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  • Writer's pictureIvan Chaperot

Copyrights, trade secrets, trademarks, or patents? Which does your business need?

Updated: Jun 4, 2021

As you likely know, the very first popular video game ever was Pong. What you likely don’t know is that the game wasn’t patented — until it was too late.

Created and produced by Atari in 1972, Pong was a marvel in simplicity: pop a quarter into a boxy machine with a TV screen, and you could play a virtual game of ping pong.

Placed first in Andy Capp’s Tavern in the Silicon Valley, Pong became a runaway hit, with people lining up around the block to play the game and 7,000 units being sold in the first six months. Unfortunately, Atari failed to patent the game for a year, and by that time, the market had been flooded with cheap knockoffs. Pong didn’t ping much longer.

The moral of the story, of course, is that you have to legally protect your products from the get-go, begging the question, which is right for you — copyrights, patents, trade secrets, or trademarks?

Well, it depends on your product, so let’s look at your options.


Copyrights protect the creation of “original works of authorship,” typically (although it can vary) for 70 years. Examples of copyrights include blogs, articles, books, manuscripts, graphics, designs, software code, and user manuals.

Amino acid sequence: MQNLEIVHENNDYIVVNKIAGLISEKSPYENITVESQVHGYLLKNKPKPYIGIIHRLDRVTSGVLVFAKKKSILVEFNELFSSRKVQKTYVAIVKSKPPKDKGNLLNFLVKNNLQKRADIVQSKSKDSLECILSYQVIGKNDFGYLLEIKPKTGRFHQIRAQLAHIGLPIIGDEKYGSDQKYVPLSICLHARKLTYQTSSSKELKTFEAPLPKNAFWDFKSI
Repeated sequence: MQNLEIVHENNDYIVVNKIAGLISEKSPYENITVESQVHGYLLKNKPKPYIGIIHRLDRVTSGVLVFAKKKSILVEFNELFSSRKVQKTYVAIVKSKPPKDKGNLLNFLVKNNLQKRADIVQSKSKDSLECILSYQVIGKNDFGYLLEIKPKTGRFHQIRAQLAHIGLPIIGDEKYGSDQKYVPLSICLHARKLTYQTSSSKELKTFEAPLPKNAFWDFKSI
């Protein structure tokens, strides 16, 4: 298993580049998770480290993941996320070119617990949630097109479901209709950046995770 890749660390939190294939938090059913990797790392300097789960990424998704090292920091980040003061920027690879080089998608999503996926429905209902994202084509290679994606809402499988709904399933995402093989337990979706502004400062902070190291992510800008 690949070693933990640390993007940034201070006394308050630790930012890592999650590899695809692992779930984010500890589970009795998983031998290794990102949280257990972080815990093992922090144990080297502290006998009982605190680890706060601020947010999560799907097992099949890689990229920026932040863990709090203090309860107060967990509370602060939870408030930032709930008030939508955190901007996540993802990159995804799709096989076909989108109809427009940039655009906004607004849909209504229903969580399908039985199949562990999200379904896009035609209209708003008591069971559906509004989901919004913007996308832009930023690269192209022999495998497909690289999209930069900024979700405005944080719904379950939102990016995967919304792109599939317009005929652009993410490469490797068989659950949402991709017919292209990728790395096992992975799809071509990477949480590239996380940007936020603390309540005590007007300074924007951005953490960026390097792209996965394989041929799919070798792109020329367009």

Copyrights are created by law as they are created. This sentence is being copyrighted as it is being written. That said, such protection is fairly weak, and so additional and much stronger statutory protections occur when the content is registered.


  • Protects against copycats creating and distributing knock-off products

  • Absent registration and accordant fees, copyright protection is free


  • This is a very narrow form of protection

  • Copyrights do not prevent “smart” copies of products that are similar but with some re-designs

Trade secrets

Trade secrets protect information that has value for your business. Most business “secrets” are not considered “trade secrets” — and thereby protectable legally — because they are typically either are not properly protected or are not actually a secret. For instance, trade secrets are not applicable to things that are visible or easy to reverse-engineer. There are four questions you must answer to determine how to protect a trade secret.

While the definition of a trade secret varies by country, there are three general principles in all jurisdictions that connotate just what is a “trade secret”:

  1. A trade secret is a piece of information that has value as a result of not being generally known,

  2. The information would have value to others who cannot legitimately obtain the information, and

  3. The information is subject to reasonable efforts to maintain its secrecy.

Here are some examples: technical information, machine learning data, lines of codes, manufacturing processes, and so on. Trade secrets also include non-technical information, such as sales methods, consumer profiles, advertising strategies, listings of suppliers and clients, etc.


  • No registration costs. Trade secrets are not registered with any governmental body